Temporal Trends in Coronary Angiography and Percutaneous Coronary Intervention: Insights From the VA Clinical Assessment, Reporting, and Tracking Program

Stephen W. Waldo, Madhura Gokhale, Colin I. O'Donnell, Mary E. Plomondon, Javier A. Valle, Ehrin J. Armstrong, Richard Schofield, Stephan D. Fihn, Thomas M. Maddox

Research output: Contribution to journalArticlepeer-review

61 Scopus citations


Objectives: The aim of this study was to evaluate temporal trends in characteristics and outcomes among patients referred for invasive coronary procedures within a national health care system for veterans. Background: Coronary angiography and percutaneous coronary intervention remain instrumental diagnostic and therapeutic interventions for coronary artery disease. Methods: All coronary angiographic studies and interventions performed in U.S. Department of Veterans Affairs cardiac catheterization laboratories for fiscal years 2009 through 2015 were identified. The demographic characteristics and management of these patients were stratified by time. Clinical outcomes including readmission (30-day) and mortality were assessed across years. Results: From 2009 to 2015, 194,476 coronary angiographic examinations and 85,024 interventions were performed at Veterans Affairs facilities. The median numbers of angiographic studies (p = 0.81) and interventions (p = 0.22) remained constant over time. Patients undergoing these procedures were progressively older, with more comorbidities, as the proportion classified as having high Framingham risk significantly increased among those undergoing angiography (from 20% to 25%; p < 0.001) and intervention (from 24% to 32%; p < 0.001). Similarly, the median National Cardiovascular Data Registry CathPCI risk score increased for diagnostic (from 14 to 15; p = 0.005) and interventional (from 14 to 18; p = 0.002) procedures. Post-procedural medical management was unchanged over time, although there was increasing adoption of transradial access for diagnostic (from 6% to 36%; p < 0.001) and interventional (from 5% to 32%; p < 0.001) procedures. Complications and clinical outcomes also remained constant, with a trend toward a reduction in the adjusted hazard ratio for percutaneous coronary intervention mortality (hazard ratio: 0.983; 95% confidence interval: 0.967 to 1.000). Conclusions: Veterans undergoing invasive coronary procedures have had increasing medical complexity over time, without attendant increases in mortality among those receiving interventions. As the Department of Veterans Affairs moves toward a mix of integrated and community-based care, it will be important to account for these demographic shifts so that quality can be maintained.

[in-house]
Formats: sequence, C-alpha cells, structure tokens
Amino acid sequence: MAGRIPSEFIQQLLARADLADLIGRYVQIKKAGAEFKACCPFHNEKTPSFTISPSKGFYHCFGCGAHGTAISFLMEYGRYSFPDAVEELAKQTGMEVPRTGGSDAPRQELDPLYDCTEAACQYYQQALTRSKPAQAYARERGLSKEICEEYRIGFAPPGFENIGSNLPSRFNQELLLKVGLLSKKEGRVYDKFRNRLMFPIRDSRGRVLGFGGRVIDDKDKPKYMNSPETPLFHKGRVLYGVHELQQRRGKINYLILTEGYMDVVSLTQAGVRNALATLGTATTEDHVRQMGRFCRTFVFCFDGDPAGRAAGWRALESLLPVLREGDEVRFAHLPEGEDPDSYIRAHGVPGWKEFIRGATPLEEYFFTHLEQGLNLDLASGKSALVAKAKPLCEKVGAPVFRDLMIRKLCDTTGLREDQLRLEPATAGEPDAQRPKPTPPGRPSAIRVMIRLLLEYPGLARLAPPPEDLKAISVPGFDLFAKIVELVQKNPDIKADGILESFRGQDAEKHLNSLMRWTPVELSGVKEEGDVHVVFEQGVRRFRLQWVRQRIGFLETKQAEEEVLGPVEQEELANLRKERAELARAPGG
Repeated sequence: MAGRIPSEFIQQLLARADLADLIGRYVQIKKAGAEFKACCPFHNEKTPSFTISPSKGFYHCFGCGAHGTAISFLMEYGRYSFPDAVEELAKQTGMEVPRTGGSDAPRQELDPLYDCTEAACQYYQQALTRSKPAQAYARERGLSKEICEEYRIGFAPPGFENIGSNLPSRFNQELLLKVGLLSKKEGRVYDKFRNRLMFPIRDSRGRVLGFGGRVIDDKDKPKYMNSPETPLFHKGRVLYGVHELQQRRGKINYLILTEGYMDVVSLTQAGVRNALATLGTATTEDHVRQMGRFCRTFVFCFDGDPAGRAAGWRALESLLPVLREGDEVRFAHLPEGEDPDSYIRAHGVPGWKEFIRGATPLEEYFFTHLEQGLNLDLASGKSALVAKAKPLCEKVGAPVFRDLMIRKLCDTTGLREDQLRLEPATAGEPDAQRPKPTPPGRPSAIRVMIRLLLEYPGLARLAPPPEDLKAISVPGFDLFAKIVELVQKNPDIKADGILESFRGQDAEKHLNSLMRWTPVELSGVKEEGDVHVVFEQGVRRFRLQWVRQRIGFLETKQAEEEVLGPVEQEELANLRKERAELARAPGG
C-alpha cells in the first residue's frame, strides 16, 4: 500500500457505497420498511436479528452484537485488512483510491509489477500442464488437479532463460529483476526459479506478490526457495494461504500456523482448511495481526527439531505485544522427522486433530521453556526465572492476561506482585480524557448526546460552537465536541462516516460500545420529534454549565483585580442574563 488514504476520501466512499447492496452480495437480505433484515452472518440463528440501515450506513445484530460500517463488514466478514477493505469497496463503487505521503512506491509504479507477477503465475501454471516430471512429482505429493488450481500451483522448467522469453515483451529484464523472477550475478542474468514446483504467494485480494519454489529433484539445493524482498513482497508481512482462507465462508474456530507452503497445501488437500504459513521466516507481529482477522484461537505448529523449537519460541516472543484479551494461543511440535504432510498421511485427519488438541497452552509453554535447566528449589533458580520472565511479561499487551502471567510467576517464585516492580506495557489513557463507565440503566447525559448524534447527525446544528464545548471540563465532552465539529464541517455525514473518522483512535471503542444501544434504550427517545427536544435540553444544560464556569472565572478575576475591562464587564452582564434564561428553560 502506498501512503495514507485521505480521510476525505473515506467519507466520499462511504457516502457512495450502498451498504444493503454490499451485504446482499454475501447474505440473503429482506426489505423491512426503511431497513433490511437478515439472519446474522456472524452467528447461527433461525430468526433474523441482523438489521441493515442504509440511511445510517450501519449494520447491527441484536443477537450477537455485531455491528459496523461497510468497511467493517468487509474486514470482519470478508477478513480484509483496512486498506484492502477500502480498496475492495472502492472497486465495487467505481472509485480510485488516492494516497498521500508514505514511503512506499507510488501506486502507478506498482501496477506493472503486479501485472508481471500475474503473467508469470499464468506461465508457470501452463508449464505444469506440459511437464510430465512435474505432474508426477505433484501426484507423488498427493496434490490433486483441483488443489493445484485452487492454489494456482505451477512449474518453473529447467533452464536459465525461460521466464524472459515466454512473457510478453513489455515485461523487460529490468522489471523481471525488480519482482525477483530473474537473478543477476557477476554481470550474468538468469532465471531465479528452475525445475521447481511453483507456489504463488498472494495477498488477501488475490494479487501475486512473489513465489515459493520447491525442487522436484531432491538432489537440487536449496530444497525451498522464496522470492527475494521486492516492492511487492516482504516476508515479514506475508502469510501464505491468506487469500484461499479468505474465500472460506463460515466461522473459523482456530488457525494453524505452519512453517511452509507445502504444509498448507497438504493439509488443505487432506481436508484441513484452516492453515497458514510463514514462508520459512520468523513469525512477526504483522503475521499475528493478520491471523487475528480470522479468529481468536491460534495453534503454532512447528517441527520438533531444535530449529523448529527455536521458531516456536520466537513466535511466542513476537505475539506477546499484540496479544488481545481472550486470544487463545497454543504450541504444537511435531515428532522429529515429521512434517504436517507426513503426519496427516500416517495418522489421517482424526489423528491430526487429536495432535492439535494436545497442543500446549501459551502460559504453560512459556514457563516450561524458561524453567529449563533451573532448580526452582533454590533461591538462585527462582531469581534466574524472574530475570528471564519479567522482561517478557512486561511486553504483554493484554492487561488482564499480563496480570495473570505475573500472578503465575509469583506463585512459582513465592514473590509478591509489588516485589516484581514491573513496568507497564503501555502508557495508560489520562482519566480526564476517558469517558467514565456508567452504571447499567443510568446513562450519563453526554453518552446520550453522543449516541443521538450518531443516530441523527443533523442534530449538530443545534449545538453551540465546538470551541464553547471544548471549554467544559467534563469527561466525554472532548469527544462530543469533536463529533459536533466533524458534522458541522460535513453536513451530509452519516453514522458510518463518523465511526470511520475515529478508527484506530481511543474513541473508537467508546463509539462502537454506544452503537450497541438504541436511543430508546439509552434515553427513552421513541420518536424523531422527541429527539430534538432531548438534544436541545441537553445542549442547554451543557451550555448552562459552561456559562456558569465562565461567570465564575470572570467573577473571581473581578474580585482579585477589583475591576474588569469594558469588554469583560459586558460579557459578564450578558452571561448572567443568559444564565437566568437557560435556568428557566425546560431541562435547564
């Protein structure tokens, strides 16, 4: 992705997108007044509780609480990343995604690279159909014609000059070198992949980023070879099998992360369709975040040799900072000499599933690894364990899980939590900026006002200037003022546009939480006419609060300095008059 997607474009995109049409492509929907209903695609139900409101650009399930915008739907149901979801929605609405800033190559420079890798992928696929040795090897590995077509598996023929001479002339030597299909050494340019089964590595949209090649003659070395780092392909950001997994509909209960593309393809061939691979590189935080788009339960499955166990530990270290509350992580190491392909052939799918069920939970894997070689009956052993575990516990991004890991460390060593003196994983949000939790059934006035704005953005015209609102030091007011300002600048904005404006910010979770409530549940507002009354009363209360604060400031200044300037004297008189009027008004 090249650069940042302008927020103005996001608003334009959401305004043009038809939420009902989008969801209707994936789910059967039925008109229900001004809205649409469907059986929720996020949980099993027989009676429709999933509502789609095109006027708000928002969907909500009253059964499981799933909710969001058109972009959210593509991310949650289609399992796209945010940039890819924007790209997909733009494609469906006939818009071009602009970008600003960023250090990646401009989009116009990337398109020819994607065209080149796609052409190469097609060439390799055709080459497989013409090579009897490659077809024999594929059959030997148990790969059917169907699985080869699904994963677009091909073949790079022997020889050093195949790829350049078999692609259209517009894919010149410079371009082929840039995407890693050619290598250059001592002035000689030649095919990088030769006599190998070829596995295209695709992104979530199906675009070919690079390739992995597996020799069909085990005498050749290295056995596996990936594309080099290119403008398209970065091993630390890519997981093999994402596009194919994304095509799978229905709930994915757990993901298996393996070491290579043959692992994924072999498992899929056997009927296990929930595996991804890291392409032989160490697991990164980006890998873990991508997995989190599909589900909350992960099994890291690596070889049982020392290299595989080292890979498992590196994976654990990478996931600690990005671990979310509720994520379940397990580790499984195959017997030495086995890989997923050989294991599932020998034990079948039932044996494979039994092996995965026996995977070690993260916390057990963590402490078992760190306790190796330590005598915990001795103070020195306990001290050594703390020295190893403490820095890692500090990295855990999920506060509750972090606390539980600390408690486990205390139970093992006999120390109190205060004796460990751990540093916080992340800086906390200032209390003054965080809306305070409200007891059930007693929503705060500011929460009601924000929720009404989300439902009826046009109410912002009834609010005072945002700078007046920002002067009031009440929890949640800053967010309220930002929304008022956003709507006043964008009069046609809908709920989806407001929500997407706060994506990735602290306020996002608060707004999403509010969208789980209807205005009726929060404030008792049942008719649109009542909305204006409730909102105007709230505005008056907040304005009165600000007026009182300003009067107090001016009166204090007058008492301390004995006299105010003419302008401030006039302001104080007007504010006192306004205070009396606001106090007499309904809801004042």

Original languageEnglish
Pages (from-to)879-888
Number of pages10
JournalJACC: Cardiovascular Interventions
Issue number9
StatePublished - May 14 2018


  • coronary angiography
  • percutaneous coronary intervention
  • public reporting


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